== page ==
Home City Guide: Paris Arts & Entertainment in Paris Action! Finding acting classes in Paris
Last update on July 31, 2019

Drama lovers and actors alike who are interested in taking classes in Paris should know a few things before looking for their big break. Anne Jacqueline gives a few pointers on the theatre scene in Paris, and where to go for furthering your acting ca

So you are considering taking acting classes in Paris?

The thing is, French drama students often try to take classes either in London or in New York. The main acting training tradition in France might be more focused on theatre rather than theatre and cinema as it is in Britain and America. Also, a French actor will be representing an idea of a character when a Method actor will “be” the character.

If you are already in Paris, then you might actually want to see a few plays in the main theatres. I suggest Comédie Française or/and Théâtre de l’Odéon, which are also worth seeing as monuments.Here are a few tips for you on finding your acting niche in Parid. I will run the risk to be shamelessly simple, here:

You are in your late teens or early twenties and you know you are coming in France for four years or more.

If you want to become a professional actor, you might consider the national or regional schools. The main ones are the Conservatoire National Supérieur d’Art Dramatique in Paris, the ENSATT in Lyon, and l’Ecole du Théâtre National de Strasbourg. Kristin Scott Tomas, for example, is an ENSATT alumni.

You are in France for at least a year:

Paris has a lot of acting schools, accommodating various kinds of needs, from amateur to professional. You will find traditional French drama classes as well as Stanislavski ones. Camera acting classes, performance projects, or improvisation classes can also be expected in many schools.

France does not have the same musical theatre tradition than in US or in UK. So if you are looking for dance and singing classes on top of drama classes, so you might be better off enrolling several schools than taking a “package”.
Or, if you are strongly interested by work on gesture, you might want to take a look at Jacques Lecoq’s school.

Why not trying out classes in French? You may be little slow or awkward at first, but you will have the opportunity to grab more of French culture by working on the texts in original version. Also, you might actually feel freer in French when working on a character.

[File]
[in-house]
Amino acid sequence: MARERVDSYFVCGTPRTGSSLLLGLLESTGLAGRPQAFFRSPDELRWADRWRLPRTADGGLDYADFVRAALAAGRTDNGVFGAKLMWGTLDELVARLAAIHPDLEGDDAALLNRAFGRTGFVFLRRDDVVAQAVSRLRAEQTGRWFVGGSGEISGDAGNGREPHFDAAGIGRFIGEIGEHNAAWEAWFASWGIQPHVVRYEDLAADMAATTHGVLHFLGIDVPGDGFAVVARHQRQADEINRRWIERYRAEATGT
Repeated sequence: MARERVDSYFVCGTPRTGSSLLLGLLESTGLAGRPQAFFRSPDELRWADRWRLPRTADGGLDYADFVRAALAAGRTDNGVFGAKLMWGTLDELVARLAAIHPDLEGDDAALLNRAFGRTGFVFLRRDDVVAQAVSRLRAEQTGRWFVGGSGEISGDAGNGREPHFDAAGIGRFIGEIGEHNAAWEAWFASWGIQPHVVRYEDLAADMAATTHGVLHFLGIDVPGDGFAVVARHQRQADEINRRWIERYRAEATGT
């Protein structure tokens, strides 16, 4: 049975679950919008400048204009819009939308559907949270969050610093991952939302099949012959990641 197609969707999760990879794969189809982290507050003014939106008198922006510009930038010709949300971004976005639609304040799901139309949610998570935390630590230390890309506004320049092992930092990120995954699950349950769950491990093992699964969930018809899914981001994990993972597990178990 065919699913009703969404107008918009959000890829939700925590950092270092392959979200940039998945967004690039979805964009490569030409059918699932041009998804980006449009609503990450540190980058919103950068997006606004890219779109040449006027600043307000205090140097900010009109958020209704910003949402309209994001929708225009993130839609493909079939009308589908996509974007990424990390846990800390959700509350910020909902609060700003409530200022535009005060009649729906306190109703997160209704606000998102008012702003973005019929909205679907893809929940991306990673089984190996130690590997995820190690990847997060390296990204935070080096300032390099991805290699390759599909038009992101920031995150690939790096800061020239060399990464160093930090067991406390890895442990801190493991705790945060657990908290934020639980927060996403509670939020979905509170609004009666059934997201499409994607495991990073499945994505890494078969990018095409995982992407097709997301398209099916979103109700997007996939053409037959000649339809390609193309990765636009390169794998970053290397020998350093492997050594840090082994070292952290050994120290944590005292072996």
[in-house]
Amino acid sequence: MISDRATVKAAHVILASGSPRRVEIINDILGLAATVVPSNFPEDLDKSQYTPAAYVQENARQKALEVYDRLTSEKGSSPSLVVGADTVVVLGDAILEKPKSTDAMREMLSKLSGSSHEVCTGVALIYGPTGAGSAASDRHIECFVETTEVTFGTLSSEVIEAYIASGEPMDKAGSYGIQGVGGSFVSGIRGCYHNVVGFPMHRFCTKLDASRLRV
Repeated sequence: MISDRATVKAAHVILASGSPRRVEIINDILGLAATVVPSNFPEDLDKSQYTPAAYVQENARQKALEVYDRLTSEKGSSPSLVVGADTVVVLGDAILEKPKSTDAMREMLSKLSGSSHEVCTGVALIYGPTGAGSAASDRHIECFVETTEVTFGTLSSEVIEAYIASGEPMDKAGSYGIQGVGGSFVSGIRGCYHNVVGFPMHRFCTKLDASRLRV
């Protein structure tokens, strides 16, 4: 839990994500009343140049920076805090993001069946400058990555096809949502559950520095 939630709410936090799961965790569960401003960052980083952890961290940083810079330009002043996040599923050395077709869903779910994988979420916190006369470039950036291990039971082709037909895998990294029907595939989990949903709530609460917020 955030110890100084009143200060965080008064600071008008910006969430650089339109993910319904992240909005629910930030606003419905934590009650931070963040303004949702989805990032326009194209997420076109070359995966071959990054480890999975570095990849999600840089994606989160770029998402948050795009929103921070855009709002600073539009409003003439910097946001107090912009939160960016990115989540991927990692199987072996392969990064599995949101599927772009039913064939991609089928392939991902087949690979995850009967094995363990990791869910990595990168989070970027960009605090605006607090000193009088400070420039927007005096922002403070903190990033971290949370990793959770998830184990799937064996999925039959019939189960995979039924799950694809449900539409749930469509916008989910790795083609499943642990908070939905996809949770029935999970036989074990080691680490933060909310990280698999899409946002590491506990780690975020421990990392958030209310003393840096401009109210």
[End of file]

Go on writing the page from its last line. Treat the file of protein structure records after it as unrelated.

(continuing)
As a general advice, I would say, try to speak with a teacher before enrolling. In some cases, you will be able to take a class for free or to attend to open doors, or public performances — do it.

If you are looking for amateur classes, some schools have special programs, and others have classes that mix both professionals and amateurs. Or, you can check with your local “Centre d’Animation”.

You are in France for a short period of time (three months or less)

Look out for schools in which you can enrol for a trimester or less, or search for a workshop.

Since time might be an issue, unless your level of French is already good, you might want to look for places in which you will be allowed to work in English or in both languages. Be not afraid. A lot of American and British drama teacher have classes in Paris.


You will still be able to work on French texts, if that is what you’re looking for, but in a more international environment.


Do not expect many acting classes, drama studies in France are more about theory. A few addresses for you :

– Paris III – La Sorbonne Nouvelle

– Paris VIII – Saint Denis

– Paris X – Nanterre

Where to get more info

Centre National du Théâtre for info on national and regional schools.

CIDJ for lists of acting schools.

– If you are a professional, check www.afdas.com. They have a list of workshops you might be able to participate in (if you have already worked in France for more than 2 years as an actor/actress and have 48 “cachets” during the last 2 years, they might even fund you).

– A good book for info can be found at www.leguideducomedien.com.